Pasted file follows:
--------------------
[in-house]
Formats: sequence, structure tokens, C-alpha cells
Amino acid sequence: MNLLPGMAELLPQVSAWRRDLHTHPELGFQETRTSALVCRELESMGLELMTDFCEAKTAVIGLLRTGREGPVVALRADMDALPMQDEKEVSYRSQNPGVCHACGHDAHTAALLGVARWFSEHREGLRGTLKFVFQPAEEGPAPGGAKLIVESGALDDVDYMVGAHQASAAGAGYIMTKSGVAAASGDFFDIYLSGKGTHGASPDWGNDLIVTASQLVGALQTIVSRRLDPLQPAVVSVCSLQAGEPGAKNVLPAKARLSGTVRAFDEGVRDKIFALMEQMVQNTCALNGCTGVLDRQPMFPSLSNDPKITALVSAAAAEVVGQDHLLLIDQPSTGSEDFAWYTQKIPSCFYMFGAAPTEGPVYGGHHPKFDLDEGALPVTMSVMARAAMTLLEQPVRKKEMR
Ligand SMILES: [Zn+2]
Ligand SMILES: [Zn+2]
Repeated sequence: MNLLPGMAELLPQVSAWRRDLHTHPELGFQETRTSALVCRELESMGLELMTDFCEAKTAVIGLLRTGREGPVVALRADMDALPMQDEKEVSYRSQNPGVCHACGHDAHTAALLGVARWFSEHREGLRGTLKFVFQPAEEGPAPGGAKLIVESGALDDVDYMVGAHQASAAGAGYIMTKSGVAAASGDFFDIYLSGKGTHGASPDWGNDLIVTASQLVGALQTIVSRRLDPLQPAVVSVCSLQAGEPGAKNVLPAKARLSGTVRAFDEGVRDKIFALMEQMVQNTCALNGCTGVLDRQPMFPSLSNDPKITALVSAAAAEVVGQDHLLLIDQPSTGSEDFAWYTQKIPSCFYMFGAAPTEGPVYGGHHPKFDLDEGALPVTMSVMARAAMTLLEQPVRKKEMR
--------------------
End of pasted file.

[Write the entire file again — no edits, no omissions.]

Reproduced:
[in-house]
Formats: sequence, structure tokens, C-alpha cells
Amino acid sequence: MNLLPGMAELLPQVSAWRRDLHTHPELGFQETRTSALVCRELESMGLELMTDFCEAKTAVIGLLRTGREGPVVALRADMDALPMQDEKEVSYRSQNPGVCHACGHDAHTAALLGVARWFSEHREGLRGTLKFVFQPAEEGPAPGGAKLIVESGALDDVDYMVGAHQASAAGAGYIMTKSGVAAASGDFFDIYLSGKGTHGASPDWGNDLIVTASQLVGALQTIVSRRLDPLQPAVVSVCSLQAGEPGAKNVLPAKARLSGTVRAFDEGVRDKIFALMEQMVQNTCALNGCTGVLDRQPMFPSLSNDPKITALVSAAAAEVVGQDHLLLIDQPSTGSEDFAWYTQKIPSCFYMFGAAPTEGPVYGGHHPKFDLDEGALPVTMSVMARAAMTLLEQPVRKKEMR
Ligand SMILES: [Zn+2]
Ligand SMILES: [Zn+2]
Repeated sequence: MNLLPGMAELLPQVSAWRRDLHTHPELGFQETRTSALVCRELESMGLELMTDFCEAKTAVIGLLRTGREGPVVALRADMDALPMQDEKEVSYRSQNPGVCHACGHDAHTAALLGVARWFSEHREGLRGTLKFVFQPAEEGPAPGGAKLIVESGALDDVDYMVGAHQASAAGAGYIMTKSGVAAASGDFFDIYLSGKGTHGASPDWGNDLIVTASQLVGALQTIVSRRLDPLQPAVVSVCSLQAGEPGAKNVLPAKARLSGTVRAFDEGVRDKIFALMEQMVQNTCALNGCTGVLDRQPMFPSLSNDPKITALVSAAAAEVVGQDHLLLIDQPSTGSEDFAWYTQKIPSCFYMFGAAPTEGPVYGGHHPKFDLDEGALPVTMSVMARAAMTLLEQPVRKKEMR